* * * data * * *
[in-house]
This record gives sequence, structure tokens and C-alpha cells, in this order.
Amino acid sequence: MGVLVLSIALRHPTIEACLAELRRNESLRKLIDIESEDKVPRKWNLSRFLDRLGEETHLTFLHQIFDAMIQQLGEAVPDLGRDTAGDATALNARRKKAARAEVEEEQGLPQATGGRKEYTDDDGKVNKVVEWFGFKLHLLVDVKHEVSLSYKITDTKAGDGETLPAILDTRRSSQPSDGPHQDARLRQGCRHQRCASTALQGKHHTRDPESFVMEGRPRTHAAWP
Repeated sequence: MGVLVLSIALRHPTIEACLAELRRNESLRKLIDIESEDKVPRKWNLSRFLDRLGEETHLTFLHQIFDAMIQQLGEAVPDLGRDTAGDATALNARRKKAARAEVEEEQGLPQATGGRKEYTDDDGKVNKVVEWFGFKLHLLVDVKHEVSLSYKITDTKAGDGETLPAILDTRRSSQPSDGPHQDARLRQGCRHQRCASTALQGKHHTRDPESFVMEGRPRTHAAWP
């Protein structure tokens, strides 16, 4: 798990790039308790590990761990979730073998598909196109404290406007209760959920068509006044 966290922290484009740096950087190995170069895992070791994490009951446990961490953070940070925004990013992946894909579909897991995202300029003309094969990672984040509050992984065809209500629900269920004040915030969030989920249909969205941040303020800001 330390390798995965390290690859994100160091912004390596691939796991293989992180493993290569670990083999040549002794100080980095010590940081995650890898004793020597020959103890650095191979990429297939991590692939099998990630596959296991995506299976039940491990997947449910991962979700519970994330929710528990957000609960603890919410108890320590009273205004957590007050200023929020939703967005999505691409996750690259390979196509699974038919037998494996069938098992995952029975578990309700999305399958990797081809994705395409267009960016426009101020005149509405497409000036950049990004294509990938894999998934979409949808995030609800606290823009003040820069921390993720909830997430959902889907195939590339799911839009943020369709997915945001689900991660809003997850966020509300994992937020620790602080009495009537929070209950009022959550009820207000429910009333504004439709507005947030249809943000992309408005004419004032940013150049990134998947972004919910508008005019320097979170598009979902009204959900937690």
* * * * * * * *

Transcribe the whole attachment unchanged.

[in-house]
This record gives sequence, structure tokens and C-alpha cells, in this order.
Amino acid sequence: MGVLVLSIALRHPTIEACLAELRRNESLRKLIDIESEDKVPRKWNLSRFLDRLGEETHLTFLHQIFDAMIQQLGEAVPDLGRDTAGDATALNARRKKAARAEVEEEQGLPQATGGRKEYTDDDGKVNKVVEWFGFKLHLLVDVKHEVSLSYKITDTKAGDGETLPAILDTRRSSQPSDGPHQDARLRQGCRHQRCASTALQGKHHTRDPESFVMEGRPRTHAAWP
Repeated sequence: MGVLVLSIALRHPTIEACLAELRRNESLRKLIDIESEDKVPRKWNLSRFLDRLGEETHLTFLHQIFDAMIQQLGEAVPDLGRDTAGDATALNARRKKAARAEVEEEQGLPQATGGRKEYTDDDGKVNKVVEWFGFKLHLLVDVKHEVSLSYKITDTKAGDGETLPAILDTRRSSQPSDGPHQDARLRQGCRHQRCASTALQGKHHTRDPESFVMEGRPRTHAAWP
């Protein structure tokens, strides 16, 4: 798990790039308790590990761990979730073998598909196109404290406007209760959920068509006044 966290922290484009740096950087190995170069895992070791994490009951446990961490953070940070925004990013992946894909579909897991995202300029003309094969990672984040509050992984065809209500629900269920004040915030969030989920249909969205941040303020800001 330390390798995965390290690859994100160091912004390596691939796991293989992180493993290569670990083999040549002794100080980095010590940081995650890898004793020597020959103890650095191979990429297939991590692939099998990630596959296991995506299976039940491990997947449910991962979700519970994330929710528990957000609960603890919410108890320590009273205004957590007050200023929020939703967005999505691409996750690259390979196509699974038919037998494996069938098992995952029975578990309700999305399958990797081809994705395409267009960016426009101020005149509405497409000036950049990004294509990938894999998934979409949808995030609800606290823009003040820069921390993720909830997430959902889907195939590339799911839009943020369709997915945001689900991660809003997850966020509300994992937020620790602080009495009537929070209950009022959550009820207000429910009333504004439709507005947030249809943000992309408005004419004032940013150049990134998947972004919910508008005019320097979170598009979902009204959900937690």